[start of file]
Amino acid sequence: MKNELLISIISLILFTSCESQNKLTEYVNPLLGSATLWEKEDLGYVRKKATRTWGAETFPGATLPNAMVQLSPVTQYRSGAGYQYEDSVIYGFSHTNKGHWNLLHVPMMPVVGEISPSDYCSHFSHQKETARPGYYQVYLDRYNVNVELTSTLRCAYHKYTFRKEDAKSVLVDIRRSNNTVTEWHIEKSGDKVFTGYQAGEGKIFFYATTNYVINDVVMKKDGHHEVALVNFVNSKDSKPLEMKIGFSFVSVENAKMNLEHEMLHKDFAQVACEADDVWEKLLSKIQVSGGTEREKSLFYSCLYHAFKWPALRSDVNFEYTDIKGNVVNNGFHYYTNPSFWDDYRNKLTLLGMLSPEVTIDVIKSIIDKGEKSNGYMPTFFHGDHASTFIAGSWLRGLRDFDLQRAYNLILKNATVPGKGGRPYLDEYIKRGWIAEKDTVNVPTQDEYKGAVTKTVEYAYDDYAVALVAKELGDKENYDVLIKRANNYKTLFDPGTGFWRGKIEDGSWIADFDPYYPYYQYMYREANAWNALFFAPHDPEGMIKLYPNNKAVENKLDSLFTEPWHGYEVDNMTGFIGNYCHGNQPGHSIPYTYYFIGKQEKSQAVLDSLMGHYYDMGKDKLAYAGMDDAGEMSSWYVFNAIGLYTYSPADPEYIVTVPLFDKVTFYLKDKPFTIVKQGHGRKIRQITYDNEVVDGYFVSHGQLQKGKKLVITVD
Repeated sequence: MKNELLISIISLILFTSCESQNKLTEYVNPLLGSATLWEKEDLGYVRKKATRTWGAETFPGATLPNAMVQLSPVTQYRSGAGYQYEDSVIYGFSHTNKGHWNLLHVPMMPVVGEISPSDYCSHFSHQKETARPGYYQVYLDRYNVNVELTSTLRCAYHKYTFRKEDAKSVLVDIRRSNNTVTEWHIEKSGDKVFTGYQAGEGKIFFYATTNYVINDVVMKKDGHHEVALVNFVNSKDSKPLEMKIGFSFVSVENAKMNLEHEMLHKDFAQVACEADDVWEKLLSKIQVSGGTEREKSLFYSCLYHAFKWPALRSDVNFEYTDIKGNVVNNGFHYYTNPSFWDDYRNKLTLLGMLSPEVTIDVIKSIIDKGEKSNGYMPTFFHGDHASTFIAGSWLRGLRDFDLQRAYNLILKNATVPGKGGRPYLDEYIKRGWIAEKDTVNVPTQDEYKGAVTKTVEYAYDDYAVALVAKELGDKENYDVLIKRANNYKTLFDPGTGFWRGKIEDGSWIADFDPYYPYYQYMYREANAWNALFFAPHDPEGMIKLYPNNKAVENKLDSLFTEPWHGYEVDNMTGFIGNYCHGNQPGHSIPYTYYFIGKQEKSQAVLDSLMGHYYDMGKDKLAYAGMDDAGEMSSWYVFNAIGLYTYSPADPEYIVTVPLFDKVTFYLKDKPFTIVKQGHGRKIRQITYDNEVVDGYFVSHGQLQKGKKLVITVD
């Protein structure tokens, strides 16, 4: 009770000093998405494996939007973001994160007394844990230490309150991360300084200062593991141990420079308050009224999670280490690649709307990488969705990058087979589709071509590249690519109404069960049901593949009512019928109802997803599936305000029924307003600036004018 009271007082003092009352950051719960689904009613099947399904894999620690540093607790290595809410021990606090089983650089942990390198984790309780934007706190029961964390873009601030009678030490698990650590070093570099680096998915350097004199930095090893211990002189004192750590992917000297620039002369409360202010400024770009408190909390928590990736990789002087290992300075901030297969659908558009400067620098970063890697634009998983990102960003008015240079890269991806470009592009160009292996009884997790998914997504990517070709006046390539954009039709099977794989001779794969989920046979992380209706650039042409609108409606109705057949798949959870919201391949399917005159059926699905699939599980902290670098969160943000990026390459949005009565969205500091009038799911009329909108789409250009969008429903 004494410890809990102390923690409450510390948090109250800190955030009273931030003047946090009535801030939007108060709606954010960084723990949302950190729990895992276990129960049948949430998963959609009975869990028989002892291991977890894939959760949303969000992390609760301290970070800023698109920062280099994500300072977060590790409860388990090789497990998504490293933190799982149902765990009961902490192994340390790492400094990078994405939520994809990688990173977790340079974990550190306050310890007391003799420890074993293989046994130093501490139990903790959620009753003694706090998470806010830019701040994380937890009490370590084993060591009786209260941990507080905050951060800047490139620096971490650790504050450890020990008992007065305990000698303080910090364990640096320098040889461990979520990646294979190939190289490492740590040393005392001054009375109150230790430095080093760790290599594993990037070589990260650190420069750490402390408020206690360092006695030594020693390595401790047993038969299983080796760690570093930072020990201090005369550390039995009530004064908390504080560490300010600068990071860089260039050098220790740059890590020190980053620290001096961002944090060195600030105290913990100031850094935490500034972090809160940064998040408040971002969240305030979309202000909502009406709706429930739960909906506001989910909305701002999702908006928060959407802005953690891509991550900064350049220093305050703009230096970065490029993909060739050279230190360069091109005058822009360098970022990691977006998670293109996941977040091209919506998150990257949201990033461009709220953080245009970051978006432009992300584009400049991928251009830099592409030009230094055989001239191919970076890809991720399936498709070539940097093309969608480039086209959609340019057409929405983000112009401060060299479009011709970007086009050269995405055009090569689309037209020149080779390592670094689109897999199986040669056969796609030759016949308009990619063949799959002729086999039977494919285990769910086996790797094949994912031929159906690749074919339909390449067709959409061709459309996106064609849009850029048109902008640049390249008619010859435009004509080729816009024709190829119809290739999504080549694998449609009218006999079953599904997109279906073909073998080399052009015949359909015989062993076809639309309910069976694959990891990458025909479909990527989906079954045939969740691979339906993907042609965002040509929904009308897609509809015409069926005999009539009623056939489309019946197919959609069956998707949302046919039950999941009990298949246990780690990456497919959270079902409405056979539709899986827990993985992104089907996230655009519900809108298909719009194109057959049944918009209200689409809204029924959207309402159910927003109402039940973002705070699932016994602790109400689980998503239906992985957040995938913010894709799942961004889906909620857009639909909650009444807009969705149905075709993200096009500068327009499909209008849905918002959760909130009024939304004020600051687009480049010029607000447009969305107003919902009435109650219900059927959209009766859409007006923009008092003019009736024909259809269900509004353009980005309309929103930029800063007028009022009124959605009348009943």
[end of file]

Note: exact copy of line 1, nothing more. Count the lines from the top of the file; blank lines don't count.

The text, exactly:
Amino acid sequence: MKNELLISIISLILFTSCESQNKLTEYVNPLLGSATLWEKEDLGYVRKKATRTWGAETFPGATLPNAMVQLSPVTQYRSGAGYQYEDSVIYGFSHTNKGHWNLLHVPMMPVVGEISPSDYCSHFSHQKETARPGYYQVYLDRYNVNVELTSTLRCAYHKYTFRKEDAKSVLVDIRRSNNTVTEWHIEKSGDKVFTGYQAGEGKIFFYATTNYVINDVVMKKDGHHEVALVNFVNSKDSKPLEMKIGFSFVSVENAKMNLEHEMLHKDFAQVACEADDVWEKLLSKIQVSGGTEREKSLFYSCLYHAFKWPALRSDVNFEYTDIKGNVVNNGFHYYTNPSFWDDYRNKLTLLGMLSPEVTIDVIKSIIDKGEKSNGYMPTFFHGDHASTFIAGSWLRGLRDFDLQRAYNLILKNATVPGKGGRPYLDEYIKRGWIAEKDTVNVPTQDEYKGAVTKTVEYAYDDYAVALVAKELGDKENYDVLIKRANNYKTLFDPGTGFWRGKIEDGSWIADFDPYYPYYQYMYREANAWNALFFAPHDPEGMIKLYPNNKAVENKLDSLFTEPWHGYEVDNMTGFIGNYCHGNQPGHSIPYTYYFIGKQEKSQAVLDSLMGHYYDMGKDKLAYAGMDDAGEMSSWYVFNAIGLYTYSPADPEYIVTVPLFDKVTFYLKDKPFTIVKQGHGRKIRQITYDNEVVDGYFVSHGQLQKGKKLVITVD